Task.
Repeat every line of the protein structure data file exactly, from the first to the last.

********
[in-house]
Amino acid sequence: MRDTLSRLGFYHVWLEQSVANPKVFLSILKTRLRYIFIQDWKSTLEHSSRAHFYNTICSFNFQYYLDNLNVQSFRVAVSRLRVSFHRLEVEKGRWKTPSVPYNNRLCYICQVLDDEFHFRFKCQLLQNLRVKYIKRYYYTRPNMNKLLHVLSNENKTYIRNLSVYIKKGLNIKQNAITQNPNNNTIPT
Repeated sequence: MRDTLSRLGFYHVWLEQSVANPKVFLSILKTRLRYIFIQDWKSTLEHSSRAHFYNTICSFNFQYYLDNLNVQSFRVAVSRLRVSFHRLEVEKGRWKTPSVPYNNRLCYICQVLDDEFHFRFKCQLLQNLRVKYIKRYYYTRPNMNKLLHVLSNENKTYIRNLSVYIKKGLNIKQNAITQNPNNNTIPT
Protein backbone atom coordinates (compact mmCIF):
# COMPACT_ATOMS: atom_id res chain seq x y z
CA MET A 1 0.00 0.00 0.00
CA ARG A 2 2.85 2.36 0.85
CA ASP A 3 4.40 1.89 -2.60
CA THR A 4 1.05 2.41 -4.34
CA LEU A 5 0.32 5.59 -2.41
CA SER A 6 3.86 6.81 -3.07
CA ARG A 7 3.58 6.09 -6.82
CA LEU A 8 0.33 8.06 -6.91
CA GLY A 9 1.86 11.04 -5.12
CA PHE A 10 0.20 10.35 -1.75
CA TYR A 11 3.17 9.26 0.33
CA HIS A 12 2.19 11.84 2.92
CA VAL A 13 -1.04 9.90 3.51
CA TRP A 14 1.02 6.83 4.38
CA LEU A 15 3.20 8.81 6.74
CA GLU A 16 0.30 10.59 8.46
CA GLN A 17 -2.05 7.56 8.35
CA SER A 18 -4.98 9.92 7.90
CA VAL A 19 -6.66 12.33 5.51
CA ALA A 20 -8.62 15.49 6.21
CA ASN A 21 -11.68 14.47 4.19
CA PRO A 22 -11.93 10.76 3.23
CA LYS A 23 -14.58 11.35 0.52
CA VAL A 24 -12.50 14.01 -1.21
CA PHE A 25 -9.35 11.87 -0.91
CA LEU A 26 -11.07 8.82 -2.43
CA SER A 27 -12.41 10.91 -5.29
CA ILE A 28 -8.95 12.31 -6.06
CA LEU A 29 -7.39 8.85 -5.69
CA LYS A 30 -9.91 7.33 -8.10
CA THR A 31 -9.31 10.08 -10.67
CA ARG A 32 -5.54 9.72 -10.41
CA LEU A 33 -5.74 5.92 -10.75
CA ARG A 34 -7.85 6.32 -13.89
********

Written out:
[in-house]
Amino acid sequence: MRDTLSRLGFYHVWLEQSVANPKVFLSILKTRLRYIFIQDWKSTLEHSSRAHFYNTICSFNFQYYLDNLNVQSFRVAVSRLRVSFHRLEVEKGRWKTPSVPYNNRLCYICQVLDDEFHFRFKCQLLQNLRVKYIKRYYYTRPNMNKLLHVLSNENKTYIRNLSVYIKKGLNIKQNAITQNPNNNTIPT
Repeated sequence: MRDTLSRLGFYHVWLEQSVANPKVFLSILKTRLRYIFIQDWKSTLEHSSRAHFYNTICSFNFQYYLDNLNVQSFRVAVSRLRVSFHRLEVEKGRWKTPSVPYNNRLCYICQVLDDEFHFRFKCQLLQNLRVKYIKRYYYTRPNMNKLLHVLSNENKTYIRNLSVYIKKGLNIKQNAITQNPNNNTIPT
Protein backbone atom coordinates (compact mmCIF):
# COMPACT_ATOMS: atom_id res chain seq x y z
CA MET A 1 0.00 0.00 0.00
CA ARG A 2 2.85 2.36 0.85
CA ASP A 3 4.40 1.89 -2.60
CA THR A 4 1.05 2.41 -4.34
CA LEU A 5 0.32 5.59 -2.41
CA SER A 6 3.86 6.81 -3.07
CA ARG A 7 3.58 6.09 -6.82
CA LEU A 8 0.33 8.06 -6.91
CA GLY A 9 1.86 11.04 -5.12
CA PHE A 10 0.20 10.35 -1.75
CA TYR A 11 3.17 9.26 0.33
CA HIS A 12 2.19 11.84 2.92
CA VAL A 13 -1.04 9.90 3.51
CA TRP A 14 1.02 6.83 4.38
CA LEU A 15 3.20 8.81 6.74
CA GLU A 16 0.30 10.59 8.46
CA GLN A 17 -2.05 7.56 8.35
CA SER A 18 -4.98 9.92 7.90
CA VAL A 19 -6.66 12.33 5.51
CA ALA A 20 -8.62 15.49 6.21
CA ASN A 21 -11.68 14.47 4.19
CA PRO A 22 -11.93 10.76 3.23
CA LYS A 23 -14.58 11.35 0.52
CA VAL A 24 -12.50 14.01 -1.21
CA PHE A 25 -9.35 11.87 -0.91
CA LEU A 26 -11.07 8.82 -2.43
CA SER A 27 -12.41 10.91 -5.29
CA ILE A 28 -8.95 12.31 -6.06
CA LEU A 29 -7.39 8.85 -5.69
CA LYS A 30 -9.91 7.33 -8.10
CA THR A 31 -9.31 10.08 -10.67
CA ARG A 32 -5.54 9.72 -10.41
CA LEU A 33 -5.74 5.92 -10.75
CA ARG A 34 -7.85 6.32 -13.89